Kansas doctor sentenced to life in prison for selling opioid prescriptions for cash

Kansas doctor sentenced to life in prison for selling opioid prescriptions for cash
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A Kansas doctor was sentenced to life in prison on Friday after he was convicted of selling opioids to patients without a legitimate medical reason. 

Judge J. Thomas Marten said the doctor, Steven R. Henson, wrote multiple illegitimate prescriptions and “abused his position of trust as a licensed physician,” according to the Wichita Eagle.  

One of Henson's patients, Nicholas “Nick” McGovern died in 2015 after overdosing on drugs that Henson had prescribed him. According to the Eagle, the count relating to McGovern's death was the charge that resulted in Henson's life sentence.


“I have sentenced people to life before,” the judge said in court, according to the paper. “They were people who took guns and shot people.”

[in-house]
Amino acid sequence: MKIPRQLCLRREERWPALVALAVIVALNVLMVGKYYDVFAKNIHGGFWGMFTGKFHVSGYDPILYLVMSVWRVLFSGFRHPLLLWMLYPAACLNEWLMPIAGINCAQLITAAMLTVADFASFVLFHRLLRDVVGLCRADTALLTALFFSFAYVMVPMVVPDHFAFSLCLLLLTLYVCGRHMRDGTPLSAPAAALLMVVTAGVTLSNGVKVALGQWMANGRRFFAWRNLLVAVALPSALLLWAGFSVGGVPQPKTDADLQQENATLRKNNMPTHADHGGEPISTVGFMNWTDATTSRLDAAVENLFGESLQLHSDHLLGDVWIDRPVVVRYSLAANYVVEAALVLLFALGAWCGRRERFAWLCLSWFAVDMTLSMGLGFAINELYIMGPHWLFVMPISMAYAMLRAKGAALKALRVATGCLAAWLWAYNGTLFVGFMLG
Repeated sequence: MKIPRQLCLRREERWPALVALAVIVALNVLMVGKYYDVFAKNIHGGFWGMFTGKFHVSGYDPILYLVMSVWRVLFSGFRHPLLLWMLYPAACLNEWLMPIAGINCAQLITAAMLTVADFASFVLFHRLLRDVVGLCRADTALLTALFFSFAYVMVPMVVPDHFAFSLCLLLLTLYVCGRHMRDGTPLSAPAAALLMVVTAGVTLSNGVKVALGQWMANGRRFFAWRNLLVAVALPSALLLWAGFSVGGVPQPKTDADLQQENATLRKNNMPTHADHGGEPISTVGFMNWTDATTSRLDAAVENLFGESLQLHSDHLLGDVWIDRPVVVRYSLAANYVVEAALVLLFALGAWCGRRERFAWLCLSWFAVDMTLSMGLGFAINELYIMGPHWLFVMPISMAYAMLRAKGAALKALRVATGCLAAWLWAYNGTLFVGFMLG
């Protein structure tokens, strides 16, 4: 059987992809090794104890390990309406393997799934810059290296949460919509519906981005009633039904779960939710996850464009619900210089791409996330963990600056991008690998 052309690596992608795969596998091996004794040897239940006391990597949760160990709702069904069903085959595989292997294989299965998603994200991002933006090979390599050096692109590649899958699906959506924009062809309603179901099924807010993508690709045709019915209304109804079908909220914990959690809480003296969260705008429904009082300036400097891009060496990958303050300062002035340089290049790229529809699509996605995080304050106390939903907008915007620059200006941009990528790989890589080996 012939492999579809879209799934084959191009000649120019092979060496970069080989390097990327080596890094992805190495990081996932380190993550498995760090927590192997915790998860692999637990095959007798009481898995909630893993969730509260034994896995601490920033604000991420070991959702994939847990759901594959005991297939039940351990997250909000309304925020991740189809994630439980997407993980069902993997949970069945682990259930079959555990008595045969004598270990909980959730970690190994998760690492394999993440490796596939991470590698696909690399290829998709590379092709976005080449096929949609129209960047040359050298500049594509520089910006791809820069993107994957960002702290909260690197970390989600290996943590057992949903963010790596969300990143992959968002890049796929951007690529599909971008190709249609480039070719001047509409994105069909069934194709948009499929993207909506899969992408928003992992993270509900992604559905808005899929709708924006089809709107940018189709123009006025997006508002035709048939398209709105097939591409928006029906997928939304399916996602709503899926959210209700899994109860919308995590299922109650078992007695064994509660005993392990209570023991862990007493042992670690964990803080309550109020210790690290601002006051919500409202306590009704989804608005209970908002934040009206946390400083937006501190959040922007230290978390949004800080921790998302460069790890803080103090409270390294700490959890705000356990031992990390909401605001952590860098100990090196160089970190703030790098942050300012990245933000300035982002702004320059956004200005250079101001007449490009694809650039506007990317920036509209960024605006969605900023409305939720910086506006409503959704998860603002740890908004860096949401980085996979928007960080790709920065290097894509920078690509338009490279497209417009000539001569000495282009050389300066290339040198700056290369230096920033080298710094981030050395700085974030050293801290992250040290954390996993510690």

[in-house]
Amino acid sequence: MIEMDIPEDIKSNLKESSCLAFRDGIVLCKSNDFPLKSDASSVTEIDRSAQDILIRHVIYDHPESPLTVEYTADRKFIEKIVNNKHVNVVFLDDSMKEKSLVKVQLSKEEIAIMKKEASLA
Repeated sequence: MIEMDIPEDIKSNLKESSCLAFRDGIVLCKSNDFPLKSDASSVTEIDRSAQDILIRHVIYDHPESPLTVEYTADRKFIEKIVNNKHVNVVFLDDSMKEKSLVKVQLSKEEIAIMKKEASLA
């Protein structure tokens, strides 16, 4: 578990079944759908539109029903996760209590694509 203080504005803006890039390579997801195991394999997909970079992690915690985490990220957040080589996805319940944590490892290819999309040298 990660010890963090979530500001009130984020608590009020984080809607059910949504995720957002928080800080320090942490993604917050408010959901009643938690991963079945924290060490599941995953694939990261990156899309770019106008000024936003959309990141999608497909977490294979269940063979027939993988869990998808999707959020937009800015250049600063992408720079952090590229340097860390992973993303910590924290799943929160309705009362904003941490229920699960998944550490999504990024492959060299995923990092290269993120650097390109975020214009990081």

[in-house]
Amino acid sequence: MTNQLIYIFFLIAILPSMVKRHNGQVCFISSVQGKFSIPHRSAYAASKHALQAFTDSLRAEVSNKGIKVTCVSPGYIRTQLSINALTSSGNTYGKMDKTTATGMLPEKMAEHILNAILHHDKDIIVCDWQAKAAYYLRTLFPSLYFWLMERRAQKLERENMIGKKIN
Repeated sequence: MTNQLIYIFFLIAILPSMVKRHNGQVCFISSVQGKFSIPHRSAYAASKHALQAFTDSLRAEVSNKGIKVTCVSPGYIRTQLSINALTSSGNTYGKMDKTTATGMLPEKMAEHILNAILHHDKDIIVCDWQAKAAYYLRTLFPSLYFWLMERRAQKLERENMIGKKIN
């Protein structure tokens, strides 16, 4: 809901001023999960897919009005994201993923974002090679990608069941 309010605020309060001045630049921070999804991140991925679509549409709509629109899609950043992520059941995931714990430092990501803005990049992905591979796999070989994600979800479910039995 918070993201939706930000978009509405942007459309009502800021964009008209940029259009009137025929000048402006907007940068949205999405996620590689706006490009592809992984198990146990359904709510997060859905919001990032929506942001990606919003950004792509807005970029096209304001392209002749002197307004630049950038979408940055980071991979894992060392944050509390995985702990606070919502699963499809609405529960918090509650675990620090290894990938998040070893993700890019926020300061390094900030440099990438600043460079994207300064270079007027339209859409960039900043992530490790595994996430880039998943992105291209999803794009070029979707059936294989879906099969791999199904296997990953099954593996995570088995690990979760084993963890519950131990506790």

“I only had one goal in life as a physician,” Henson said, according to the Eagle, “and that was to take excellent care of patients and to increase their functionality.”

Henson was convicted of on charges including 13 counts of unlawfully distributing oxycodone; unlawfully distributing oxycodone, methadone and alprazolam; unlawfully distributing methadone and alprazolam, the use of which resulted in the death of a victim; presenting false patient records to investigators; obstruction of justice; and six counts of money laundering, according to a statement from the U.S. Attorney's Office in Kansas.

Federal investigators began probing Henson in 2014 following concerns from a pharmacist that he had been over-prescribing controlled medications, the Eagle reported. Investigators found that Henson gave opioid prescriptions to patients for $300 in cash at a time, according to the paper. 

Prosecutors also accused Henson of falsifying patient records during the investigation, as well as obstructing the probe.

“I want this case to send a message to physicians and the health care community,” federal prosecutor Stephen McAllister said in the statement. “Unlawfully distributing opioids and other controlled substances is a federal crime."

“We are dealing with an epidemic," he added. "Nationwide, more than 70,000 Americans died in 2017 from drug overdoses."